"The trend of the decisions in the field of administrative law is well illustrated in the zoning cases. In Tighe v. Osborne, 150 Md. 452, 457, the right of Baltimore City to delegate part of its police power to a zoning commissioner was sustained even though it involved determinations on his part as to `whether buildings or the proposed use of them would menace the public security, health or morals.' See also Heath v. M. & C.C. of Baltimore, 187 Md. 296, 303, and Montgomery Co. v. Merlands Club, 202 Md. 279, 287. The redevelopment cases furnish another illustration. Matthaei v. Housing Authority, 177 Md. 506, 516; Herzinger v. City of Baltimore, 203 Md. 49, 62. See also Schneider v. Pullen, 198 Md. 64, dealing with the sufficiency of standards in a delegation to the Board of Education. In the field of public health, still more flexible standards are permitted. The concept of public health is more definite than that of general welfare, and there is a practical necessity for expert interpretation in its application to concrete situations. See Boehm v. Baltimore, 61 Md. 259; State v. Hyman, 98 Md. 596; and Creaghan v. M. & C.C. of Balt., 132 Md. 442. In Baltimore v. Bloecher & Schaaf, 149 Md. 648, the standard to be observed by the Commissioner of Health was simply whether or not food products were `unfit for human food'. We think the standard in the instant case is sufficiently definite." 207 Md. at 191-92, 113 A.2d at 902-03.

See also the provisions of Code (1957, 1972 Cum. Supp.) Art. 89B, § 7 (b) granting the State Highway Administration the same basic power in regard to eminent domain as previously granted to the State Roads Commission with the limitation "acquire ... by... condemnation proceedings ... land ... that may be, in its judgment desirable or necessary to perform the duties imposed by this article...." (Emphasis supplied.) The exercise of this power by the State Roads Commission was sustained by us in State Roads Commission v. Franklin, 201 Md. 549, 95 A.2d 99 (1953), holding that the question of the necessity for the taking was a legislative one and could only be successfully challenged in the courts when action of the commission in determining the necessity for the taking was "so oppressive, arbitrary or unreasonable as to suggest bad faith" or its exercise of its discretionary power was "`fraudulent or such abuse of discretion as to amount to a breach of trust.'" 201 Md. at 561, 95 A.2d at 105.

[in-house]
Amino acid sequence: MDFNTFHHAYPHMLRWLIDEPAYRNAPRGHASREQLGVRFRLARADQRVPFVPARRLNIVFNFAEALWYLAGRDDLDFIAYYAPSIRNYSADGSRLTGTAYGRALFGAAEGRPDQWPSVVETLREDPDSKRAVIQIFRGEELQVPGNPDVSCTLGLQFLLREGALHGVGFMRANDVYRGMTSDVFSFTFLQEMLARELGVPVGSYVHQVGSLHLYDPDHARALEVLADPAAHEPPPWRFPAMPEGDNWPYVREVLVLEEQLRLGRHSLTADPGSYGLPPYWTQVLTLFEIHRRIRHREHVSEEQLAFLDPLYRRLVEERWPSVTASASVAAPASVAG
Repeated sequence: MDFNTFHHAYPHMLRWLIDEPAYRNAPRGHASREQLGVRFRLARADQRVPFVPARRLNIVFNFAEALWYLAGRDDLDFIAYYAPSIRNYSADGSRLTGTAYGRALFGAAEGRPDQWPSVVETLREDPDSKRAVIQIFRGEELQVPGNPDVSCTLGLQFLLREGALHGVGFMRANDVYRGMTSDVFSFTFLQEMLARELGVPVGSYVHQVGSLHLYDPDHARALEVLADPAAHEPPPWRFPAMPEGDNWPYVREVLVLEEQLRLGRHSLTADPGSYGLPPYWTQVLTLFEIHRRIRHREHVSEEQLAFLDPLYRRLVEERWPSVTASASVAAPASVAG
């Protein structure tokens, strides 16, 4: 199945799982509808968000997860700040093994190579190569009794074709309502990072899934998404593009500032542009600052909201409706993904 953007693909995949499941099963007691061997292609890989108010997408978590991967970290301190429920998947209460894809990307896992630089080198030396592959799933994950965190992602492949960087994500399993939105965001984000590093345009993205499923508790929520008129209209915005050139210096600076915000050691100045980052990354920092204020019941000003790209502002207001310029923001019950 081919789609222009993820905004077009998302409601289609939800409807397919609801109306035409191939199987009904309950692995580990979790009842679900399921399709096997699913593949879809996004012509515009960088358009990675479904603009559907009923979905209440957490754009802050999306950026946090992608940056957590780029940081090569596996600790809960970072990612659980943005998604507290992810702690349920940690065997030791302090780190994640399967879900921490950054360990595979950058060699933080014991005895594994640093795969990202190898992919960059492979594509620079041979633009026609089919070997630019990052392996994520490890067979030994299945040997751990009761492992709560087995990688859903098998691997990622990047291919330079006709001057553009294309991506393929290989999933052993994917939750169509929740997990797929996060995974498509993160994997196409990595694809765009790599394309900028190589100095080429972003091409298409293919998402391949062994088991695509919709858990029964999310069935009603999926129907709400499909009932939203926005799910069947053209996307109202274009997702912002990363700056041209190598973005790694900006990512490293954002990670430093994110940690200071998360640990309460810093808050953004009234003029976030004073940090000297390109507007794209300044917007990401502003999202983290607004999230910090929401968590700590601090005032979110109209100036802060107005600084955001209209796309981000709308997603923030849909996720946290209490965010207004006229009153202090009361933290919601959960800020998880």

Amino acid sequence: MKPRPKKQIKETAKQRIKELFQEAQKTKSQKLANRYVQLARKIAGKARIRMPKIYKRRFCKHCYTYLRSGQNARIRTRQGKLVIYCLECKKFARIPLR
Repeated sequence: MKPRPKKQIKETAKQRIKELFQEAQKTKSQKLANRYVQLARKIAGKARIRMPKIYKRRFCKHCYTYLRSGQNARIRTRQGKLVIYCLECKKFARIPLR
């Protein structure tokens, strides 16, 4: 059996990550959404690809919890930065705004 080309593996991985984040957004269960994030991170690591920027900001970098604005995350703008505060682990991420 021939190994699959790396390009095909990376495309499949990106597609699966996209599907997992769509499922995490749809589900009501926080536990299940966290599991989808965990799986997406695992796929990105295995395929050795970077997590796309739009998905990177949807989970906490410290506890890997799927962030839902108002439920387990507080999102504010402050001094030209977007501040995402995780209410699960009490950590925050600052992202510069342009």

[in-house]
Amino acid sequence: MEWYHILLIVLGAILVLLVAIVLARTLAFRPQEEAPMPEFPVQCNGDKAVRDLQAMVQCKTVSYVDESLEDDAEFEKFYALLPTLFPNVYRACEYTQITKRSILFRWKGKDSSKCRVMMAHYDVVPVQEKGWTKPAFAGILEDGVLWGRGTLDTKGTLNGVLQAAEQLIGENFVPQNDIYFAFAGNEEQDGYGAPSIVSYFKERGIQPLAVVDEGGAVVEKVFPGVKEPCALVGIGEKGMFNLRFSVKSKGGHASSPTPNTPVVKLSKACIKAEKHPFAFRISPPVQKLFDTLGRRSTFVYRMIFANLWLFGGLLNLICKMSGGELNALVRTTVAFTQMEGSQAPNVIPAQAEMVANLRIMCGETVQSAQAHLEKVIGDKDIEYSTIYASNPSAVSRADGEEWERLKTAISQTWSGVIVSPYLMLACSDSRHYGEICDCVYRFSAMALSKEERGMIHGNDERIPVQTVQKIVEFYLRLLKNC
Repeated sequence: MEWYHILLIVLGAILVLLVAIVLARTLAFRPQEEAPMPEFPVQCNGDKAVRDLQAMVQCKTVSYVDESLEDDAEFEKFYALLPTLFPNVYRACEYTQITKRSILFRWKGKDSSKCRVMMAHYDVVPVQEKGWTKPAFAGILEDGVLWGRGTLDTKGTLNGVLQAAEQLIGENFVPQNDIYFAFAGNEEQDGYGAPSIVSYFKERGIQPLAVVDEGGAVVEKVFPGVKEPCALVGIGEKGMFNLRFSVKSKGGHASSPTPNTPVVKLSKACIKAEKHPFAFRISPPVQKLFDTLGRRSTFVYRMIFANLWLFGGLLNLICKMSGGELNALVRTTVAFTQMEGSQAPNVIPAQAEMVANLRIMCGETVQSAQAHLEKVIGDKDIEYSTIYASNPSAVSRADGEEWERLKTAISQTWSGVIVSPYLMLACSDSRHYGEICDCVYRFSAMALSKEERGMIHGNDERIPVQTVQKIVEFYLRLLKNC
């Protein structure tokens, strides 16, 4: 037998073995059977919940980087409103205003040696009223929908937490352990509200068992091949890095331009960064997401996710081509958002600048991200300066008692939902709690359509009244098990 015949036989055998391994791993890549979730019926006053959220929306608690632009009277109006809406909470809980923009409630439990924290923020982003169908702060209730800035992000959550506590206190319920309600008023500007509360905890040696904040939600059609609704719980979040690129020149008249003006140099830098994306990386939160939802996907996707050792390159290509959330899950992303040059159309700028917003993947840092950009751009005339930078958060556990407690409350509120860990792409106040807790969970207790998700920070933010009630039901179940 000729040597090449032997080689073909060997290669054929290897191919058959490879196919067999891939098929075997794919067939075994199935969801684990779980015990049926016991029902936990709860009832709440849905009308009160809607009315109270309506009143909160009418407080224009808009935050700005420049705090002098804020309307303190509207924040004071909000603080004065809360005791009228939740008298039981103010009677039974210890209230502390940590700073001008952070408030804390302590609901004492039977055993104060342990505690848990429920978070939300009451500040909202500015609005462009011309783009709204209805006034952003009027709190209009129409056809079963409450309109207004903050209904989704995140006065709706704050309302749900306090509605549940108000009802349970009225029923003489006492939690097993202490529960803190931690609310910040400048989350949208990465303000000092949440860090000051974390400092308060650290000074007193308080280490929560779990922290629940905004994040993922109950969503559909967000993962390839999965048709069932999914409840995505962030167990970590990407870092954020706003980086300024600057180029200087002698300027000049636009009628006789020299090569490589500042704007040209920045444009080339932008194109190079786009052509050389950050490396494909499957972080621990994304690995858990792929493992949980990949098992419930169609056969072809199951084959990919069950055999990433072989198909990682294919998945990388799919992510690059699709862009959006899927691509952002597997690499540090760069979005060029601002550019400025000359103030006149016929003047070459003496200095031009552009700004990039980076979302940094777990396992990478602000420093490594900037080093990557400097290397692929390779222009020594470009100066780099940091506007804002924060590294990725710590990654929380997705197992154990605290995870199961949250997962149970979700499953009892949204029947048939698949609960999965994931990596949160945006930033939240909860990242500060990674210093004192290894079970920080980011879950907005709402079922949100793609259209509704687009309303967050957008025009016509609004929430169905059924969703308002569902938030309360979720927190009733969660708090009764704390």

As we will consider more fully later in this opinion, there was no sufficient allegation of fact in the counter-affidavit to raise any question of fact in regard to arbitrary, oppressive or unreasonable conduct of the Trustees, suggesting bad faith or any abuse of discretion by the Trustees amounting to a breach of trust.

We conclude that the delegation of the power of eminent domain to the Trustees in the present case was not unconstitutional because of a lack of sufficient guides and standards, assuming, for the argument, that such are constitutionally required in delegations of the power of eminent domain.

2.

We now turn to the question of the sufficiency of the allegations of the counter-affidavit to raise a genuine question of a material fact in regard to (a) the supposed denial of due process of law resulting from arbitrary and unreasonable actions of the Trustees and (b) the supposed unconstitutional use of public funds for an option to purchase property owned by a religious organization.

The law in regard to the sufficiency of allegations in a counter-affidavit in summary judgment cases is well settled. As Judge Singley, for the Court, in Shaffer v. Lohr, 264 Md. 397, 404, 287 A.2d 42, 46 (1972), after reviewing the Maryland Law in regard to the limitations upon the summary judgment procedure, aptly stated:

"We have held that a mere general denial of a plaintiff's claim is not enough to show that there is a genuine dispute as to a material fact and that general allegations which do not show the facts in detail and with precision are insufficient to prevent the entry of a summary judgment, Frush v. Brooks, 204 Md. 315, 320-21, 104 A.2d 624 (1954). The facts proffered in opposition to the granting of a motion for summary judgment must not only be detailed and precise, but must be admissible in evidence, if there is to be a finding that there is a genuine dispute as to a material fact, Mullan Co. v. International Corp., 220 Md. 248, 257, 151 A.2d 906 (1959). Even a dispute as to a fact which is not material to the controversy will not prevent the entry of summary judgment, Meola v. Bethlehem Steel Co., 246 Md. 226, 239-40, 228 A.2d 254 (1967)."